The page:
Thursday, November 9, 2017

In case you needed to know

Banging your head against a wall uses 150 calories an hour.

November 9, 1946 -
Another classic yet surprisingly controversial Bugs Bunny outing, Rhapsody Rabbit, premiered on this date (We'll talk about the controversy later.)

A long-standing controversy exists between the previous cartoon and the Tom and Jerry short, The Cat Concerto (1946).

Both sides (WB and MGM) claim that theirs was the original, and the other was a rip-off. Nobody knows for sure who is correct and it is, of course, entirely conceivable that the similarities are pure coincidence.

November 9, 1951 -
The zenith of Hollywood Musical film making (I'll let you argue about whether this or Singing in the Rain is better), An American in Paris, opened in California on this date.

Even though Vincente Minnelli is credited as the sole director, he was sometimes tied up with his divorce from Judy Garland and other directing projects, leaving Gene Kelly to take over the directing duties.

November 9, 1964 -
Another under-appreciated film that you should see, The Pumpkin Eater, opened in the US on this date.

The film never explains its title, which refers to a traditional child's rhyme: "Peter, Peter, pumpkin eater/Had a wife, but couldn't keep her;/So he put her in a shell/And there he kept her very well." This serves as the epigraph of Penelope Mortimer's original novel.

November 9, 1972 -
The adaptation of the hit Broadway musical, 1776, starring William Daniels, Howard Da Silva, John Cullum, Ken Howard and Blythe Danner, premiered in NYC on this date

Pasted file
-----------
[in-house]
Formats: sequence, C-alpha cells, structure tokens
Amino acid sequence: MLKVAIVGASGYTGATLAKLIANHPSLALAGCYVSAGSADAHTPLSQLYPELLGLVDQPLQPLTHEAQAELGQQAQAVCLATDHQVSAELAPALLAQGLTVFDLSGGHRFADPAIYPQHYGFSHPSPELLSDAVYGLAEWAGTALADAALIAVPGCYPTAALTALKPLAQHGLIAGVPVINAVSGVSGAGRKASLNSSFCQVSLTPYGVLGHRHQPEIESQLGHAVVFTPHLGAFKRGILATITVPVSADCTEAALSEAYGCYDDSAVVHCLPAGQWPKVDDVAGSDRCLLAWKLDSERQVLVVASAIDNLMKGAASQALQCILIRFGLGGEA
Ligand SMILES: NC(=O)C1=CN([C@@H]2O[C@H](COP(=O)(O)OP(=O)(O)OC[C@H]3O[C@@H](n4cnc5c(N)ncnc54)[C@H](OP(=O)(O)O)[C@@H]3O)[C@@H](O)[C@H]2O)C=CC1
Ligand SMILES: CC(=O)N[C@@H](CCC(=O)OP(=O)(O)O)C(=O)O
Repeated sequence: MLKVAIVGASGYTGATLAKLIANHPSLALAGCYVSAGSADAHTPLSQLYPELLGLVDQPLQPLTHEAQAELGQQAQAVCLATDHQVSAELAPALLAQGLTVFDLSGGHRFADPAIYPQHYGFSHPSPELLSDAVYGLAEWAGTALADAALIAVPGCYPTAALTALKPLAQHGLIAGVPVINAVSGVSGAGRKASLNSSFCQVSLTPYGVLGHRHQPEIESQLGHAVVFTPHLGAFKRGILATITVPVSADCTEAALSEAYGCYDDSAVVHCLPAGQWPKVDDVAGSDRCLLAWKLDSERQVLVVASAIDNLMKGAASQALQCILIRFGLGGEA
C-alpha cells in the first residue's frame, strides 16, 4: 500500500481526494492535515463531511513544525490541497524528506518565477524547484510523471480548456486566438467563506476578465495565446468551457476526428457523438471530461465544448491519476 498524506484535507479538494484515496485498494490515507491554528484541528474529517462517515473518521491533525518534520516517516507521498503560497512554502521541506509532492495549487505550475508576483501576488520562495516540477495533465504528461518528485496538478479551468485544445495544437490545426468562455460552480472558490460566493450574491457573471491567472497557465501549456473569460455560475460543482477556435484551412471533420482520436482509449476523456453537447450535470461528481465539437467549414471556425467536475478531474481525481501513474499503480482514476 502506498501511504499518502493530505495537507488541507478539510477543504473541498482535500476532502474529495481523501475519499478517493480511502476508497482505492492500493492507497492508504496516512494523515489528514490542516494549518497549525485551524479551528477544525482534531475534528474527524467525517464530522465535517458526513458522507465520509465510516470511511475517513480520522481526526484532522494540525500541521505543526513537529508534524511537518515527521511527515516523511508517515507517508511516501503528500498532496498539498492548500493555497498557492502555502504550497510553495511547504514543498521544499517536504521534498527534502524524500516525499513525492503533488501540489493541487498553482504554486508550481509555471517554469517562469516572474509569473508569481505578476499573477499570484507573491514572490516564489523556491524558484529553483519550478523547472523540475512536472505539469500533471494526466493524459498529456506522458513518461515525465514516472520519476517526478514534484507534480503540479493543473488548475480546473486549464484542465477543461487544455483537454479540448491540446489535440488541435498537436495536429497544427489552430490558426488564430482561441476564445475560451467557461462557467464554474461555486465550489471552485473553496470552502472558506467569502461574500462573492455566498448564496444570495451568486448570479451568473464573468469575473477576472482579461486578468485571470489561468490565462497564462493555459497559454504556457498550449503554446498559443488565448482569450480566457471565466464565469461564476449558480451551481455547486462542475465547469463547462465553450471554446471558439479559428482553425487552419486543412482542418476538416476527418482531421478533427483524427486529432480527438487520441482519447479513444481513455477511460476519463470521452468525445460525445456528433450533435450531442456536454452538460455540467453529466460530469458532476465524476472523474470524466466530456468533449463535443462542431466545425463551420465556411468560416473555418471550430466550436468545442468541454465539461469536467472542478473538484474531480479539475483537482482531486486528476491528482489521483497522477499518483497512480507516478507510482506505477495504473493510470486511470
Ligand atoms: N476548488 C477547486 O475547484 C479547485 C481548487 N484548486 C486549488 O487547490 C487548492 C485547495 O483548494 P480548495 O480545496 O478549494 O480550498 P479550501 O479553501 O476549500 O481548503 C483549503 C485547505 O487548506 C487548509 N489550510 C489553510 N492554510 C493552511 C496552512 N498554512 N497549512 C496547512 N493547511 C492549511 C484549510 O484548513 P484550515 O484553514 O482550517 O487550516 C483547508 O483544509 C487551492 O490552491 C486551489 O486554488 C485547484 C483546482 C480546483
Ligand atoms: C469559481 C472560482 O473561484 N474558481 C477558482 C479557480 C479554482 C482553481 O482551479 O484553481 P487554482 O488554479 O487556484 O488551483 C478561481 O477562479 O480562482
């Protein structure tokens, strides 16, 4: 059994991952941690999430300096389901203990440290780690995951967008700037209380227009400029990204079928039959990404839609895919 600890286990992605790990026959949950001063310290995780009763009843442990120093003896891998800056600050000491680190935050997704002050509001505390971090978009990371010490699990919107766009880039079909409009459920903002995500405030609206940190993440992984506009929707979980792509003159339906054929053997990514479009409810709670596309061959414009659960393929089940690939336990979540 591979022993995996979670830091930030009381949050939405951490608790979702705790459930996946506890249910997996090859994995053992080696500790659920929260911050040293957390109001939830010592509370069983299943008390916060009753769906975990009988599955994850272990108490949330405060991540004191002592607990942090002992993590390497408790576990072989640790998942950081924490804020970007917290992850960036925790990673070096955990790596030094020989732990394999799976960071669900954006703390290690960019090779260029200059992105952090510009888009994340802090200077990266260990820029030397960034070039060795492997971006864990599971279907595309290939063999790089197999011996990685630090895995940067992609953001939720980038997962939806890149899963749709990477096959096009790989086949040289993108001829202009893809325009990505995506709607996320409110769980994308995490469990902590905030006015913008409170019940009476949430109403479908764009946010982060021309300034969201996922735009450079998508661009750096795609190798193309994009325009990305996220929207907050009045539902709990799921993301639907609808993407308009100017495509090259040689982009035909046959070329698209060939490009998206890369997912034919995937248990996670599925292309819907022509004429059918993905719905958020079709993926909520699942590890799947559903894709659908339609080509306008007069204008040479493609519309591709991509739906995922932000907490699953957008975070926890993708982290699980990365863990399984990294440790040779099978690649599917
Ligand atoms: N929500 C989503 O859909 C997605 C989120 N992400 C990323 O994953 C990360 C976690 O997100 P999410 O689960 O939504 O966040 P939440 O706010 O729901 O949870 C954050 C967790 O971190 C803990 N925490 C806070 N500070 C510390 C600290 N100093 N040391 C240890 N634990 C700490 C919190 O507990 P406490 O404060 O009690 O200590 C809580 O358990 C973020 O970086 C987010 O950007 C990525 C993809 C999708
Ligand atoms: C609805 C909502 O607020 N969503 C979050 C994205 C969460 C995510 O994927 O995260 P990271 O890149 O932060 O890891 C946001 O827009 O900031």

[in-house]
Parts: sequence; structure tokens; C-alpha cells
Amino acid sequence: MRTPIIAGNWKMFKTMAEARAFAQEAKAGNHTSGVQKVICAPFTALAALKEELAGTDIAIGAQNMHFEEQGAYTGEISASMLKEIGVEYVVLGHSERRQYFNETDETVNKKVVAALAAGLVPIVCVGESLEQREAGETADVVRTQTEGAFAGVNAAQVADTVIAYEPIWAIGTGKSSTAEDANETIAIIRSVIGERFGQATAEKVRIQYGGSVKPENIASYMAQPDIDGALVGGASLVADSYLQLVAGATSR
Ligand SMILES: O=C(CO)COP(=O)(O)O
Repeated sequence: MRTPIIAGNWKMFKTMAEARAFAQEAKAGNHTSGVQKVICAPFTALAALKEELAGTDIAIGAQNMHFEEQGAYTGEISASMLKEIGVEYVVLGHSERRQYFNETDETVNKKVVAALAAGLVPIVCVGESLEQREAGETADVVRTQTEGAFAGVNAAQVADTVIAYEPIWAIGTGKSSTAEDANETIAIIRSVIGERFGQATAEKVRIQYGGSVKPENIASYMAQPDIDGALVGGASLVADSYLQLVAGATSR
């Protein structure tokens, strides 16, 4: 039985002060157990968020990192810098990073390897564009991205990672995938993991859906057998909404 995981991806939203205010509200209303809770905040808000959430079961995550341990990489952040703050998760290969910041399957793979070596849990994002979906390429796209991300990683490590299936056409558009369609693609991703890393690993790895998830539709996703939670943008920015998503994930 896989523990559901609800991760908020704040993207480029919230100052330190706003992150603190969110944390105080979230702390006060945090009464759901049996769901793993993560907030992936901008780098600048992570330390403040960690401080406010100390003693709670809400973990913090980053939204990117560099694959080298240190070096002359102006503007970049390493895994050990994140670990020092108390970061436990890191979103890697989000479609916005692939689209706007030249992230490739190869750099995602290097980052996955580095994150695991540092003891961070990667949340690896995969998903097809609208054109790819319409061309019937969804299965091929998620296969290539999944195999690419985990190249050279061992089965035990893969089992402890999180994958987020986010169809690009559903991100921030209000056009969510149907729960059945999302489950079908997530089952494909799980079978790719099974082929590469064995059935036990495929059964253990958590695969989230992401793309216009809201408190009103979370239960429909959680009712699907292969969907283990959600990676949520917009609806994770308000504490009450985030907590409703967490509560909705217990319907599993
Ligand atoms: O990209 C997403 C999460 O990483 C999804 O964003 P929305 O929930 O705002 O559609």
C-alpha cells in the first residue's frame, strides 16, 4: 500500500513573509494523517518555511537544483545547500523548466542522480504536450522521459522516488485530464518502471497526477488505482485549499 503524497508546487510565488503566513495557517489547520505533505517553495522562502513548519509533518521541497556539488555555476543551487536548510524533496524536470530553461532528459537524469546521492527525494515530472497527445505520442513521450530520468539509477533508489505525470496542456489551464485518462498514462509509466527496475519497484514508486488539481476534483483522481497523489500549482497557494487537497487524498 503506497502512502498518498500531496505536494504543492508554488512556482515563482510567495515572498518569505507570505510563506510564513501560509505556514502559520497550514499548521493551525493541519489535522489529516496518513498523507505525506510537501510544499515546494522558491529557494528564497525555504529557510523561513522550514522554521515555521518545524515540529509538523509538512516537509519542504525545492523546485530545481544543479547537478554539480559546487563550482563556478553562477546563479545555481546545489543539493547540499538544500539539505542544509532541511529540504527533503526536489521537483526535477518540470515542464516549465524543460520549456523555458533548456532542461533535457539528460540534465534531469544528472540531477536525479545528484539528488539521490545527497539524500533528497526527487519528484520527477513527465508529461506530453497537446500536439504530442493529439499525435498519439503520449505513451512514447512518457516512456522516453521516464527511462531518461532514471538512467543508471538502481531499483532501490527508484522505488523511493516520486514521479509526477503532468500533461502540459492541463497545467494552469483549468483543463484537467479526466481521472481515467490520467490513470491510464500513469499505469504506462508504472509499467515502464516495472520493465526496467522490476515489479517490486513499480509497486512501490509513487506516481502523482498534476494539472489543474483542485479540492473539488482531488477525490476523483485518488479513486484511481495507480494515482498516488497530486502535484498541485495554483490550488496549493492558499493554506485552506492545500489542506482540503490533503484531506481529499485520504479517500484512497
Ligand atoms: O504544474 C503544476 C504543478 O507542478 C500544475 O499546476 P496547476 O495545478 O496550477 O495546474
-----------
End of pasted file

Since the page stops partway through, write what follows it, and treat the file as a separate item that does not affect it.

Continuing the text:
The final shot required the camera to pull back to show the entire Congressional chamber. However, there was not enough room on the set for the camera truck to pull back far enough. Since the sound stages being used were slated to be demolished after production ended, and this was the final shot being done, a large hole was made in the wall - with the camera truck protruding outdoors after pulling all the way back. As it turned out, the sound stages were never demolished and the wall was rebuilt.

In honor of Dylan Thomas

Today in History:
November 9, 1906
Teddy Roosevelt went against more than a century of tradition and became the first American president ever to leave the country while in office, on this date. He went to view the construction site of the Panama Canal.

Before Roosevelt, it was assumed that a President of the United States couldn't oversee the country effectively if he traveled abroad. It would take too long for him to communicate with government officials back home. But with the invention of the telegraph and then the telephone, high speed communication had grown much more feasible.

So on this day in 1906, Roosevelt and his wife climbed aboard the U.S.S. Louisiana and sailed south. The journey to Panama made Roosevelt happier than he'd been in a long while. He strolled the decks with his wife, read a stack of books he'd brought with him, including Tacitus and Milton, and the captain even let him steer the ship at one point. When he got to Panama itself, he was so impressed by the jungle and the tropical wildlife that he didn't even mind the torrential rains.

The chief engineer had the incredibly difficult task of accompanying Roosevelt everywhere he went. He said, "I have blisters on both feet and am worn out - Scaling a hill with Roosevelt is like taking a fort by storm." They took a train to the construction site, but when Roosevelt saw the first 95-ton steam shovel, he ordered that the train be stopped so that he could hike through the mud to see the steam shovel up close. It was a new invention at the time, and Roosevelt spent a half an hour asking about its operation. He then took a turn at the controls.